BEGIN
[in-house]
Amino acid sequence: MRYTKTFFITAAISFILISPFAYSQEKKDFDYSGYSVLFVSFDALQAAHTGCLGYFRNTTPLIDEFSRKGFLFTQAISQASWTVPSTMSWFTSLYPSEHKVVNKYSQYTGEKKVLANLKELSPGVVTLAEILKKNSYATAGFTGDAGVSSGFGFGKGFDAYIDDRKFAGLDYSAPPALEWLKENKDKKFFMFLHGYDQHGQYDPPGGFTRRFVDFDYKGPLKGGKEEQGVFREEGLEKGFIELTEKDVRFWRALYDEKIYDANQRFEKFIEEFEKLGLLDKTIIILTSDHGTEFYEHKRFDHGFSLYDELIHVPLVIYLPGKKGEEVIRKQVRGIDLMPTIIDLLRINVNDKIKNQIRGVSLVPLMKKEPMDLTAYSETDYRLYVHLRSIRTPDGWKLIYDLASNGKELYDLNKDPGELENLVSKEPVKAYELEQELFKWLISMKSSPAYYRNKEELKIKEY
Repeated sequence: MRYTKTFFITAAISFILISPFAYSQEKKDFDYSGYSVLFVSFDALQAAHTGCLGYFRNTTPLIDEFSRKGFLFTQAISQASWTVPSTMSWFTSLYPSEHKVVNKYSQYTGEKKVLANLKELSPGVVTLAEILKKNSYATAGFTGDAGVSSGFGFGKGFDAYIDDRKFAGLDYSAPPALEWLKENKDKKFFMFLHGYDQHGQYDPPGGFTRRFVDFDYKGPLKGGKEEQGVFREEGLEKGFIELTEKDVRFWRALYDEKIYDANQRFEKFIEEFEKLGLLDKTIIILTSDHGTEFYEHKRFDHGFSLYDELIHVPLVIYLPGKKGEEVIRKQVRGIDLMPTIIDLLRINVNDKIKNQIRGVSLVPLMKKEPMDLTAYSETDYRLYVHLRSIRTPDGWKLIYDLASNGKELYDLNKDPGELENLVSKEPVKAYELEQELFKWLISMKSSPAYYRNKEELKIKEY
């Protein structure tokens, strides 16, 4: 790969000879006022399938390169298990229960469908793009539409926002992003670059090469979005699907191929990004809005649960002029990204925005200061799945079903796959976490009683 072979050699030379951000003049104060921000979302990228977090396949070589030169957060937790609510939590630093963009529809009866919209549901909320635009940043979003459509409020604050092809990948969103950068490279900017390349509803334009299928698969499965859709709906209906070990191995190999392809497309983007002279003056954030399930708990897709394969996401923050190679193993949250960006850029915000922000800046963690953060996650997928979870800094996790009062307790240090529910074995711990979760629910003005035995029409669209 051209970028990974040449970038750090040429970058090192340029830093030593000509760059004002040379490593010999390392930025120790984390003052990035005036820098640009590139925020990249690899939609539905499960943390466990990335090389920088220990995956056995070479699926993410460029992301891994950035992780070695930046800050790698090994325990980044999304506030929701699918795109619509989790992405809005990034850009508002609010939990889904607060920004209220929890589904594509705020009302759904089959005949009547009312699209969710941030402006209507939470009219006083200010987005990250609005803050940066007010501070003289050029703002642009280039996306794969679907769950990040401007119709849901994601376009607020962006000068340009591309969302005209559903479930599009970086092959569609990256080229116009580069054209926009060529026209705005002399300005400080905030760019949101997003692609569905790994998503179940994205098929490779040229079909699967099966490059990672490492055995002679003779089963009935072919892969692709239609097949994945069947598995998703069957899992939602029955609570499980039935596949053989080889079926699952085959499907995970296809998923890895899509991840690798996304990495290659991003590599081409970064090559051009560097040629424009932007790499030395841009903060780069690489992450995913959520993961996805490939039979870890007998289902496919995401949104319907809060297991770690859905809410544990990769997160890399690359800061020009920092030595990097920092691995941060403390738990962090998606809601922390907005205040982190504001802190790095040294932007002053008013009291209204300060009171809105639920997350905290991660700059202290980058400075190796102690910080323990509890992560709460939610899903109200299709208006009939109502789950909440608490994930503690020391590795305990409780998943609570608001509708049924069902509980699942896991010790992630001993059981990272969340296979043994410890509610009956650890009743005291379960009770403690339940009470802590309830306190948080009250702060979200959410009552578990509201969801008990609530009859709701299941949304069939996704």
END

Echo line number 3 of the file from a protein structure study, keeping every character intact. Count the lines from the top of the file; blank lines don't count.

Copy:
Repeated sequence: MRYTKTFFITAAISFILISPFAYSQEKKDFDYSGYSVLFVSFDALQAAHTGCLGYFRNTTPLIDEFSRKGFLFTQAISQASWTVPSTMSWFTSLYPSEHKVVNKYSQYTGEKKVLANLKELSPGVVTLAEILKKNSYATAGFTGDAGVSSGFGFGKGFDAYIDDRKFAGLDYSAPPALEWLKENKDKKFFMFLHGYDQHGQYDPPGGFTRRFVDFDYKGPLKGGKEEQGVFREEGLEKGFIELTEKDVRFWRALYDEKIYDANQRFEKFIEEFEKLGLLDKTIIILTSDHGTEFYEHKRFDHGFSLYDELIHVPLVIYLPGKKGEEVIRKQVRGIDLMPTIIDLLRINVNDKIKNQIRGVSLVPLMKKEPMDLTAYSETDYRLYVHLRSIRTPDGWKLIYDLASNGKELYDLNKDPGELENLVSKEPVKAYELEQELFKWLISMKSSPAYYRNKEELKIKEY